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Looking London, Talking Tokyo

Governance hasn’t reached the state’s northern borders, so these villagers live in Maharashtra but swear by Gujarat, reports Sweta Ramanujan.

india Updated: Sep 23, 2009 02:16 IST

Suresh Dhodi is married to Maharashtra, but flirts with Gujarat.

So does every other man and woman in Girgaon village, 130 km north of Mumbai, hugging the Gujarat border.

The Maharashtra village empties out every day as hundreds of people take autorickshaws across the border to work in an industrial enclave there.

Jobs and governance have not reached Maharashtra’s fringes.

Located in the dust-ridden backyard of the satellite town of Thane and the country’s commercial capital Mumbai, Girgaon’s political interests lie in Maharashtra but the people here are more concerned about Gujarat Chief Minister Narendra Modi’s industrial policies.

“We vote here but our livelihood comes from Gujarat,” says 34-year-old Dhodi, who plies one of the many Gujarat-registered autorickshaws that ferry passengers across the border every day.

Dressed in a white T-shirt and faded brown trousers, Dhodi raves about how it is easier to get a vehicle registered and get a driving permit in Gujarat.

Most residents of the area are from the agrarian Dhodi community. They studied in Marathi-medium schools but speak Gujarati equally fluently.

About 15 km away, employment opportunities could transform the lives of people in Talassary, where some 70 per cent live below the poverty line and cellphones and cable TV are luxuries.

Locals rely on daily labour or self-employment because there is cultivable land, but no irrigation facilities.

So, every morning, villagers of this chikoo-growing village stuff themselves into autorickshaws by the dozen and head to the pen, plastic and garment factories located in an industrial enclave in Gujarat’s Umbergaon.

On their way, their addo (Gujarati for hangout spot) is ‘Prabhu ni dukaan’ (Prabhu’s shop), a rickety tea stall situated at a tri-junction.

Here, 51-year-old Prabhu Dhodi has watched it all — right from the time he set up the shop, when he failed to find work as a young man.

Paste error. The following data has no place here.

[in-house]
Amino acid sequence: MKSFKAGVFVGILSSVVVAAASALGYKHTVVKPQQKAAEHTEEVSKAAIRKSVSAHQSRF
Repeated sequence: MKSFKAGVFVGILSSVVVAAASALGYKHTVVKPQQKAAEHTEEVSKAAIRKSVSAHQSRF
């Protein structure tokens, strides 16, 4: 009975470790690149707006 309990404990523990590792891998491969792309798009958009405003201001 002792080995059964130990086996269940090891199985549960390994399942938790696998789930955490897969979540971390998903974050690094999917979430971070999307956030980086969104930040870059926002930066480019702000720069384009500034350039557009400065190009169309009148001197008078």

“Almost 80 per cent of our village works in GIDC [Gujarat Industrial Development Corporation],” says Prabhu, seated on a wooden bench outside his stall. “There is nothing for us in Talassary, and Gujarat is closer than Thane or Mumbai. Only those who have chikoo orchards can afford to not work at the GIDC.”

Under a tree across the road from Prabhu’s shop a girl barely 10 years old carefully lays out vegetables from her father’s farm and sits down to wait for customers.

Two boys riding a motorbike stop at the tea stall.

Satish and Dipesh Dhodi have just returned from GIDC. They work in a pen factory for Rs 120 a day and do not get paid for their weekly day off.

“We are working for Gujarat’s progress,” laughs Satish, a 22-year-old who lost his father and works to support his mother, who earns a living selling chikoos.

Arts graduate Ritesh Dhodi (21) overhears the conversation and joins in.

He just passed out of college and will soon begin to look for a job, he says.

Dressed in a crisp pink, formal shirt and jeans, he reads a Marathi newspaper as the others speak.

“I’ll be voting for the second time,” he says, putting the paper away. “And we expect the government to do something for youngsters like us.”

Ritesh is not sure if he will also end up in Gujarat. And the others are not sure how long they will have their GIDC jobs.

“We are on contract and our services could be terminated any time,” says Dipesh (28), a Class 8 dropout. “We want the new government to get us jobs that are permanent. Until then, our days are for Gujarat and our nights are for Maharashtra.”